I know a lot more about plumbing than I used to. Electricity, which can kill you quicker, somehow seemed easier to grasp in terms of home maintenance than pipes. Because you can get wet with plumbing, and nobody likes that.
I know more because I’ve had a problem, and because I’m working with a plumber who’s friendly and casually tosses out information that he knows I don’t know, but not in a way to make me feel inferior for not knowing. Do you know? Maybe you don’t. I didn’t and I do, now.
And I know, partly, because I’ve done the reading. You can find out a lot online, and particularly by reading the stories of people who, like me, didn’t know. At first.
So, on the good chance that someone will search for this particular problem and find me, even though I do absolutely no SEO with this site, here’s a very brief explanation and update.
In the picture above, the A is my house. The red squiggly line is a rough approximation of my main water line. The blue line represents the fence that surrounds my neighbor’s yard, in front of me. The red X is where, a while ago, I noticed some soggy sod.
Right off, this might be different from your situation, since instead of 25-50 feet, my water main runs a good 200-250 feet from my house. This will be important later on, to me.
This, incidentally, seems to be a fairly recent satellite photo, since once we discovered the wet spot I took to parking my white van in that area of the yard, to discourage visitors from parking there and sinking into
Argentina the Indian Ocean.
So I started digging, in fits and starts, hoping that the leak I was experiencing was on my side of the fence. It wasn’t, as it turned out, and in fact my neighbor was bearing the brunt of all that water. I just had a little puddle; he had a very soggy backyard.
Yesterday, then, another neighbor and I took down some of the fence and kept digging. Sure enough, we found the water pipe. And we found it in a very common way, by which I mean my neighbor struck it with a shovel and got the usual reaction from the pipe.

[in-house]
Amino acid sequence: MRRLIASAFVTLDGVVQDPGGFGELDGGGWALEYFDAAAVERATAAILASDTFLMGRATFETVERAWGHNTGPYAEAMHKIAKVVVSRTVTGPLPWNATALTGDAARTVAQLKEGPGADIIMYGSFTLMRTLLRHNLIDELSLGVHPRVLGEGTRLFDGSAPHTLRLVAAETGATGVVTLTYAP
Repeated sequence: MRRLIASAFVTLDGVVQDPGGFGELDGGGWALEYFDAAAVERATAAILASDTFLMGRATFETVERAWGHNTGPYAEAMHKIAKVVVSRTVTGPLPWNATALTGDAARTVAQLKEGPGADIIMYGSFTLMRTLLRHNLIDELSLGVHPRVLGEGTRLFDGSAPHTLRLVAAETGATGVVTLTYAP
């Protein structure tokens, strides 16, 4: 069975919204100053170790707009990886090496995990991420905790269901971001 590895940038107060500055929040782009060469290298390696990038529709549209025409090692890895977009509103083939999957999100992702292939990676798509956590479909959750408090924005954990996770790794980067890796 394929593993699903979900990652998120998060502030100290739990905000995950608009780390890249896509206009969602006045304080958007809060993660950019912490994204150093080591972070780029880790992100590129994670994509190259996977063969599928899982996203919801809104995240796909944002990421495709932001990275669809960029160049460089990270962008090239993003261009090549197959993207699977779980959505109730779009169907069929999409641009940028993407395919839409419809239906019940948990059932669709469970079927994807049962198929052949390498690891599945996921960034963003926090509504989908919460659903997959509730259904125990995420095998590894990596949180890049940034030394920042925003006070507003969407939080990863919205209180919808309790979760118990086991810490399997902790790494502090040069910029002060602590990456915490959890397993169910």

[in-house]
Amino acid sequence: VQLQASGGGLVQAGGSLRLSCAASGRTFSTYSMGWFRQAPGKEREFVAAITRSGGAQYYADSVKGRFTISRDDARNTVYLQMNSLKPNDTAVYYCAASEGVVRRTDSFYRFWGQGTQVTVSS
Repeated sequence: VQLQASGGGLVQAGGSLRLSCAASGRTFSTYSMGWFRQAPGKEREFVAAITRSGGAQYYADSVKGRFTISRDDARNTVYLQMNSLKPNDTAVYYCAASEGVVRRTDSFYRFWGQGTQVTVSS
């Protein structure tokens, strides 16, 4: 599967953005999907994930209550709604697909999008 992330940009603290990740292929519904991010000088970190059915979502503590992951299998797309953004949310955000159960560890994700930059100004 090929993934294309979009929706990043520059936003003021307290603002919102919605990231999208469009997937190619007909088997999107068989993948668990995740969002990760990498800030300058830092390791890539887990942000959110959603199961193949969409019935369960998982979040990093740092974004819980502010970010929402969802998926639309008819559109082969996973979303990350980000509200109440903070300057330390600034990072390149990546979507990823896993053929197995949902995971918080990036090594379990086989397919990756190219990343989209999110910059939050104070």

As I said, you can get wet.
So now there are TWO leaks.
This would actually be minor, except that in the world of pipe material, up here there are two pretty standard kinds. One is a black PVC. The other is referred to as “the blue crap.” The blue crap is very flexible. Also, it breaks. A lot. There was a class action suit in the mid-1980s. Lawyers got rich. Et cetera.
The blue crap is almost impossible to fix, since once it starts to crack it keeps cracking. There are temporary measures, but they won’t last. The whole line will have to be replaced sooner than later. It will be expensive.
That’s where we are. The original leak, actually, hasn’t been uncovered yet, but I know pretty much where it is and I’ll finish that excavation today. There are other utilities down there and it’s tricky. In the meantime, I’m running a hose from my neighbor’s bib to mine, borrowing water temporarily to flush toilets and wash mud off my body.
Lessons learned? Shovels can be dangerous. Plumbing is messy. And fences do not make good neighbors, don’t believe it.
Keeping with the birthday theme, now.
2003 – The Boys of Summer
I turn 45 this week, and I’ve learned something recently. At 45, you can’t really fool yourself into pretending you’re still somewhere around 30, because you’re not. At 45, it turns out you’re exactly midway between 40 and another place that I’m not going to talk about.
I learned this because last weekend, my friend Dave and I spent the first 10 minutes of our annual road trip talking about our teeth.